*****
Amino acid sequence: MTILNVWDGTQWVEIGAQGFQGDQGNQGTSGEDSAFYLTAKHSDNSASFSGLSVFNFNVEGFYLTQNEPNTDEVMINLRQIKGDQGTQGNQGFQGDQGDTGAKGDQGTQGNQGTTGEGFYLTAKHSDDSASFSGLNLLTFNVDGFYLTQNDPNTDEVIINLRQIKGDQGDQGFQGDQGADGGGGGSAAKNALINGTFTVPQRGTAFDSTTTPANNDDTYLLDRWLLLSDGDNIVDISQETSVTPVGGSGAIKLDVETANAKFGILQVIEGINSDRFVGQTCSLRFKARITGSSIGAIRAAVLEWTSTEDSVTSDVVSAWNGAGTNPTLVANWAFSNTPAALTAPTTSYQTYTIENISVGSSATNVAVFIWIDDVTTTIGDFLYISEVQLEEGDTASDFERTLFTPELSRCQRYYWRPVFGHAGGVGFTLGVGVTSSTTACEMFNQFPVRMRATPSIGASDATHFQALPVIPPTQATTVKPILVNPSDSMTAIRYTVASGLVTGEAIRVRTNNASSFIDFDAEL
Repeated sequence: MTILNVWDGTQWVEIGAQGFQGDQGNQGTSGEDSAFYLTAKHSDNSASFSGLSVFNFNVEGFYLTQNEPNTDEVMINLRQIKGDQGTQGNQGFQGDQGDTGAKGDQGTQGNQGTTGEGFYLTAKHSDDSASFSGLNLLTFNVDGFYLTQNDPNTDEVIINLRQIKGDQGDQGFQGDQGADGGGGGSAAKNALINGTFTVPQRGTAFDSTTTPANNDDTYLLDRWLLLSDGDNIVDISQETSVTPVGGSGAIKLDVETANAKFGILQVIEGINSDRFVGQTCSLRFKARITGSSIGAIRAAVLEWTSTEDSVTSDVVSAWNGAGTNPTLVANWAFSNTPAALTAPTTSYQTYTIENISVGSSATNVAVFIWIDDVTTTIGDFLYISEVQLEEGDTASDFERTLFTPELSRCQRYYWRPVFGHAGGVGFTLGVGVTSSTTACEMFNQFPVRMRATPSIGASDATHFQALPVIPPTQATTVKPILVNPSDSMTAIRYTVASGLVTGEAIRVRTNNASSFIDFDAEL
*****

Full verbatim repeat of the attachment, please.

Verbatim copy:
Amino acid sequence: MTILNVWDGTQWVEIGAQGFQGDQGNQGTSGEDSAFYLTAKHSDNSASFSGLSVFNFNVEGFYLTQNEPNTDEVMINLRQIKGDQGTQGNQGFQGDQGDTGAKGDQGTQGNQGTTGEGFYLTAKHSDDSASFSGLNLLTFNVDGFYLTQNDPNTDEVIINLRQIKGDQGDQGFQGDQGADGGGGGSAAKNALINGTFTVPQRGTAFDSTTTPANNDDTYLLDRWLLLSDGDNIVDISQETSVTPVGGSGAIKLDVETANAKFGILQVIEGINSDRFVGQTCSLRFKARITGSSIGAIRAAVLEWTSTEDSVTSDVVSAWNGAGTNPTLVANWAFSNTPAALTAPTTSYQTYTIENISVGSSATNVAVFIWIDDVTTTIGDFLYISEVQLEEGDTASDFERTLFTPELSRCQRYYWRPVFGHAGGVGFTLGVGVTSSTTACEMFNQFPVRMRATPSIGASDATHFQALPVIPPTQATTVKPILVNPSDSMTAIRYTVASGLVTGEAIRVRTNNASSFIDFDAEL
Repeated sequence: MTILNVWDGTQWVEIGAQGFQGDQGNQGTSGEDSAFYLTAKHSDNSASFSGLSVFNFNVEGFYLTQNEPNTDEVMINLRQIKGDQGTQGNQGFQGDQGDTGAKGDQGTQGNQGTTGEGFYLTAKHSDDSASFSGLNLLTFNVDGFYLTQNDPNTDEVIINLRQIKGDQGDQGFQGDQGADGGGGGSAAKNALINGTFTVPQRGTAFDSTTTPANNDDTYLLDRWLLLSDGDNIVDISQETSVTPVGGSGAIKLDVETANAKFGILQVIEGINSDRFVGQTCSLRFKARITGSSIGAIRAAVLEWTSTEDSVTSDVVSAWNGAGTNPTLVANWAFSNTPAALTAPTTSYQTYTIENISVGSSATNVAVFIWIDDVTTTIGDFLYISEVQLEEGDTASDFERTLFTPELSRCQRYYWRPVFGHAGGVGFTLGVGVTSSTTACEMFNQFPVRMRATPSIGASDATHFQALPVIPPTQATTVKPILVNPSDSMTAIRYTVASGLVTGEAIRVRTNNASSFIDFDAEL